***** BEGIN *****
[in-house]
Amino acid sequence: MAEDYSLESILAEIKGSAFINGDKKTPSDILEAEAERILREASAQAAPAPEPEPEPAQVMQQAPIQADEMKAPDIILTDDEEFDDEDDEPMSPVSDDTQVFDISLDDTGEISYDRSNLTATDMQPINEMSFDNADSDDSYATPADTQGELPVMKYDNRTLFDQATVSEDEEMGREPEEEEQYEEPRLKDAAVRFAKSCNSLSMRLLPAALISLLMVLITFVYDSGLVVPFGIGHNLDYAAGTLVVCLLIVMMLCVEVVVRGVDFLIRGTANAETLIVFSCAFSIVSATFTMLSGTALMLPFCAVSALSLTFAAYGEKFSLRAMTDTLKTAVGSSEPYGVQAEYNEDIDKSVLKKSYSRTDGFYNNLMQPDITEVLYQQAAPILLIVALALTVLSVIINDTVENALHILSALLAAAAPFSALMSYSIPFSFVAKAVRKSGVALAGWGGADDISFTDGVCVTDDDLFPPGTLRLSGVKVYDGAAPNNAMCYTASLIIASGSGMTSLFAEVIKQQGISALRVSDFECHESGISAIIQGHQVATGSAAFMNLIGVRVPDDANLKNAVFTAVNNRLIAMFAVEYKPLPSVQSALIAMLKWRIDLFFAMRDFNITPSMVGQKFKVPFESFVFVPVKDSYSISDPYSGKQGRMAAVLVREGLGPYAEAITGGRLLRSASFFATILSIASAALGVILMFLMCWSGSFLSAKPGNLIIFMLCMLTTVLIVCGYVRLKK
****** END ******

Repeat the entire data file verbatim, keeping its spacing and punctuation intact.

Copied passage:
[in-house]
Amino acid sequence: MAEDYSLESILAEIKGSAFINGDKKTPSDILEAEAERILREASAQAAPAPEPEPEPAQVMQQAPIQADEMKAPDIILTDDEEFDDEDDEPMSPVSDDTQVFDISLDDTGEISYDRSNLTATDMQPINEMSFDNADSDDSYATPADTQGELPVMKYDNRTLFDQATVSEDEEMGREPEEEEQYEEPRLKDAAVRFAKSCNSLSMRLLPAALISLLMVLITFVYDSGLVVPFGIGHNLDYAAGTLVVCLLIVMMLCVEVVVRGVDFLIRGTANAETLIVFSCAFSIVSATFTMLSGTALMLPFCAVSALSLTFAAYGEKFSLRAMTDTLKTAVGSSEPYGVQAEYNEDIDKSVLKKSYSRTDGFYNNLMQPDITEVLYQQAAPILLIVALALTVLSVIINDTVENALHILSALLAAAAPFSALMSYSIPFSFVAKAVRKSGVALAGWGGADDISFTDGVCVTDDDLFPPGTLRLSGVKVYDGAAPNNAMCYTASLIIASGSGMTSLFAEVIKQQGISALRVSDFECHESGISAIIQGHQVATGSAAFMNLIGVRVPDDANLKNAVFTAVNNRLIAMFAVEYKPLPSVQSALIAMLKWRIDLFFAMRDFNITPSMVGQKFKVPFESFVFVPVKDSYSISDPYSGKQGRMAAVLVREGLGPYAEAITGGRLLRSASFFATILSIASAALGVILMFLMCWSGSFLSAKPGNLIIFMLCMLTTVLIVCGYVRLKK